Have you heard of Endomondo?

Endomondo feels like Facebook, DailyMile and a Garmin Forerunner all rolled into one gigantic app for a smart phone.

The free Endomondo Sports Tracker and Social Fitness app uses the GPS on your smart phone or Garmin watch to track your workouts in real time, give feedback on your performance, and then automatically upload your statistics to your Endomondo page in the Endomondo community.

It works for a lot of sports – even ones you wouldn’t normally consider tracking, such as badminton. Others include: cycling (for sport or transportation), fitness walking, golfing, hiking, running, skiing (cross country or downhill), snowboarding, swimming, walking, aerobics, football, baseball, boxing, basketball, dancing, cross training, hockey, soccer, spinning, yoga and many more!

The first thing I noticed about the Endomondo app on my Windows Phone 7 is that it is really easy to read and navigate. I can choose what I want to see where on the Workout page on my phone: Average Pace, Average Speed, Calories, Distance, Duration, Pace and Speed. The app also has the history of my workouts on the next tab, my Newsfeed (which shows what my friends are up to), and my Friends list.

From the same place, I can choose to listen to music (not available on all phones). Endomondo simply pulls the music from my existing playlists. There’s also a map that will show me exactly where I am, which might come in handy on the trails during the 50-mile Rainier to Ruston Relay I’m running (and am so not prepared for) on Saturday. I can keep on customizing on my settings page, too. I can choose to “Auto pause,” just like on my Garmin, and I can turn “Audio Coach” or “Peptalk” on or off. The Peptalk feature reads real notes of encouragement to you through your headphones as you exercise. The notes are written by friends. How cool is that?

When I used Endomondo on my phone during a run, the Audio Coach updated me on my performance through my headphones after each mile stating my distance, total time and lap time. I liked having all three of those things, but I didn’t like not knowing my pace before the end of one mile. I need to know if I’m going too fast too early. During this particular run, I held my phone in my hand and I, occasionally, tried to look at the stats on the Endomondo app, but I couldn’t read them because of the glare on my phone’s screen.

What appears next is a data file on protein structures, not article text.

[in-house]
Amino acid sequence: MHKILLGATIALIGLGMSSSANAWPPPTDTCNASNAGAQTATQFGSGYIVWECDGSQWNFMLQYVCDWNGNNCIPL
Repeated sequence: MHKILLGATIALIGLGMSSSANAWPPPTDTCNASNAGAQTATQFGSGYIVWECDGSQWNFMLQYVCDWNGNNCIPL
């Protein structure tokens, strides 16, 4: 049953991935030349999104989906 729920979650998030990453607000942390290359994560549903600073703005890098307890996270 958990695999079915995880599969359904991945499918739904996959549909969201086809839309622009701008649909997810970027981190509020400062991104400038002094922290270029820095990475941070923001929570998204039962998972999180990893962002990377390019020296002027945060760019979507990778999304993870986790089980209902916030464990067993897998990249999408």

Logging in on my page on the Endomondo website there are lots of motivating features in the sidebars, including challenges usually with giveaways; an overall summary of my workouts; and my performance during the month. Other tabs show routes that other Endomondo users have uploaded, a list of all the challenges going on, an events calendar where I can add or join races (in all sports), and my workout page.

I really like the Endomondo workout page. It feels sophisticated and gives data junkies like me lots to look at, including my route for a specific workout and a graph that shows my speed and elevation. Or, I can choose to look at lap times. I also like that I can enter notes for specific workouts in case there is something I want to remember about a certain route or if I want to write down anything interesting that happened during a run.

The nice thing is that all of my information from a workout is uploaded directly from my smart phone to my Endomondo profile. I don’t have to race to my computer to upload my run. Of course, I can choose what I want to share or keep private in my settings. I can also decide to have Endomondo automatically upload my workout to other social media sites, such as Facebook and Twitter, if I want to.

Endomondo also says I can automatically import workouts from my Garmin Forerunner, but I had trouble figuring out how I was supposed to do this on the website. To me, this sounds like the best of both worlds.

One of the greatest features of Endomondo is that it will update my Endomondo status in real time, so if I’m racing, my friends can see my progress as I go! I love this idea!

I am really excited to start using Endomondo more. I usually bring my phone with me anyway for safety reasons when I run, so it won’t be a problem to just use the Endomondo app along with my Garmin.

According to their website, Endomondo has seven mobile platforms (iOS, Android, RIM, Windows Phone, Symbian, Windows Mobile, Java) and more than 400 handsets and supports almost all GPS phones. The Endomondo app can be downloaded free, but there is also a premium version is available for $3.99.

Are you on Endomondo? Friend me, Kerrie T., if you want to see how badly I do during my relay race on Saturday!